A bit of background: I only recently learned that, contrary to common notion, the energy that heats the resistor in a simple battery+resistor circuit is not transported through the wire, but instead through the magnetic and electric field, described via the Poynting vector. For the most part the energy transfer still happens along the wire, but just outside of it, due to surface charges on the wire that create an E field, and the magnetic field generated by the wire running to and from the resistor.
But, here's my actual question: The common explanation for Joule heating in resistors is that electrons get scattered on the ion lattice and thus impart thermal energy. However, there are two kinks:
- Apparently the contribution of the kinetic energy of the electrons to the Joule heating is a tiny percentage of the total energy transferred. After all, it's the electrical and magnetic field that transports the energy according to the Poynting vector.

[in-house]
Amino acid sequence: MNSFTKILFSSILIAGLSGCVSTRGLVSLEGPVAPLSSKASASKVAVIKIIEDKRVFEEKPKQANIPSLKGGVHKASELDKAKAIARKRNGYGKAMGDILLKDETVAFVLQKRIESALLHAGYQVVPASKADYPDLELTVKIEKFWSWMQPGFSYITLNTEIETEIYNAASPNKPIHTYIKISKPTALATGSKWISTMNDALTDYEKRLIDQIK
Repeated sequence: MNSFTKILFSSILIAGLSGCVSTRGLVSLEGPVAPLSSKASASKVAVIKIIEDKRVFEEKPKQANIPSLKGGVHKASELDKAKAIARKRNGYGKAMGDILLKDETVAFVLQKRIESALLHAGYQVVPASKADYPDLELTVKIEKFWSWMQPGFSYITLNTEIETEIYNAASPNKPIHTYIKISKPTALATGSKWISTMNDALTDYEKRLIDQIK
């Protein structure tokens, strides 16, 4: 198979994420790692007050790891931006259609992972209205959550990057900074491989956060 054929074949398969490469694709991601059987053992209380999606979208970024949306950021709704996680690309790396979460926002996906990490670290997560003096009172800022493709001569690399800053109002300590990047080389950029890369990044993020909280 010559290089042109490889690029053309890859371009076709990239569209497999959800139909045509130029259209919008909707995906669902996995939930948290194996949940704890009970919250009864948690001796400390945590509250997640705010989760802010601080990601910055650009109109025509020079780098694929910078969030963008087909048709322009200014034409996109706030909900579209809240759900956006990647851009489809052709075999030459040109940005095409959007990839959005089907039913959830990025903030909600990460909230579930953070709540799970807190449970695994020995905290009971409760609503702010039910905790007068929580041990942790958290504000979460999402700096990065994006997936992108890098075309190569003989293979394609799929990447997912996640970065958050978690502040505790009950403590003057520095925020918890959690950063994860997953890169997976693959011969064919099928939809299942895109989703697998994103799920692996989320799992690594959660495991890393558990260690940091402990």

- So, what IS then the mechanism of energy transfer? Specifically, since the magnetic field is a key factor in the Poynting vector, it strikes me that it must then also play a key role in the energy transfer. How does this energy contained in the fields "magically" get transformed?
Interestingly, I found a Feynman lecture where he complains about that very lack of understanding of the fundamentals (him including), but finding information about this is very hard.
EDIT: The closest I have found in the matter is this paper:
But sadly it still glosses over the gap to the microscopic explanation of the energy transfer.